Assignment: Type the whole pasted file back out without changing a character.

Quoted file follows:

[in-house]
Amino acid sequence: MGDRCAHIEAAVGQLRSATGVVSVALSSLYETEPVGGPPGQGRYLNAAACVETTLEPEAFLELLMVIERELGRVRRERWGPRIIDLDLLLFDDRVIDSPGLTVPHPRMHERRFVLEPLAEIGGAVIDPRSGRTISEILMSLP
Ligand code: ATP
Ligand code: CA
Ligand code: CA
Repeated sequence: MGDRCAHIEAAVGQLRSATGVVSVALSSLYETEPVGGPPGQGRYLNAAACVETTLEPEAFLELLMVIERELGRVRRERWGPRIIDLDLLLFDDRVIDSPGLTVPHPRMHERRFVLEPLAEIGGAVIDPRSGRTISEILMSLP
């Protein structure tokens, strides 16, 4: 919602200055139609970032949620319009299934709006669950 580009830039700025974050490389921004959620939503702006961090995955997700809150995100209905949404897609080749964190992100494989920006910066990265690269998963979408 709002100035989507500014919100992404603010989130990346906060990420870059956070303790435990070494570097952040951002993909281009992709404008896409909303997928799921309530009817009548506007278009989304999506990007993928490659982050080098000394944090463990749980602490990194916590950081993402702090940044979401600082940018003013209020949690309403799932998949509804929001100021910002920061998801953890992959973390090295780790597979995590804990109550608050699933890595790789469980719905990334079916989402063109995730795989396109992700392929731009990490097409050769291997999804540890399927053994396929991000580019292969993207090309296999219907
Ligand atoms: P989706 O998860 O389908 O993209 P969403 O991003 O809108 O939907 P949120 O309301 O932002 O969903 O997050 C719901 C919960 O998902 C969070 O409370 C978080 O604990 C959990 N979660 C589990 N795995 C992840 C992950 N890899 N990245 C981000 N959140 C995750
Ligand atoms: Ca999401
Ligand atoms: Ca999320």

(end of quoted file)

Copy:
[in-house]
Amino acid sequence: MGDRCAHIEAAVGQLRSATGVVSVALSSLYETEPVGGPPGQGRYLNAAACVETTLEPEAFLELLMVIERELGRVRRERWGPRIIDLDLLLFDDRVIDSPGLTVPHPRMHERRFVLEPLAEIGGAVIDPRSGRTISEILMSLP
Ligand code: ATP
Ligand code: CA
Ligand code: CA
Repeated sequence: MGDRCAHIEAAVGQLRSATGVVSVALSSLYETEPVGGPPGQGRYLNAAACVETTLEPEAFLELLMVIERELGRVRRERWGPRIIDLDLLLFDDRVIDSPGLTVPHPRMHERRFVLEPLAEIGGAVIDPRSGRTISEILMSLP
């Protein structure tokens, strides 16, 4: 919602200055139609970032949620319009299934709006669950 580009830039700025974050490389921004959620939503702006961090995955997700809150995100209905949404897609080749964190992100494989920006910066990265690269998963979408 709002100035989507500014919100992404603010989130990346906060990420870059956070303790435990070494570097952040951002993909281009992709404008896409909303997928799921309530009817009548506007278009989304999506990007993928490659982050080098000394944090463990749980602490990194916590950081993402702090940044979401600082940018003013209020949690309403799932998949509804929001100021910002920061998801953890992959973390090295780790597979995590804990109550608050699933890595790789469980719905990334079916989402063109995730795989396109992700392929731009990490097409050769291997999804540890399927053994396929991000580019292969993207090309296999219907
Ligand atoms: P989706 O998860 O389908 O993209 P969403 O991003 O809108 O939907 P949120 O309301 O932002 O969903 O997050 C719901 C919960 O998902 C969070 O409370 C978080 O604990 C959990 N979660 C589990 N795995 C992840 C992950 N890899 N990245 C981000 N959140 C995750
Ligand atoms: Ca999401
Ligand atoms: Ca999320």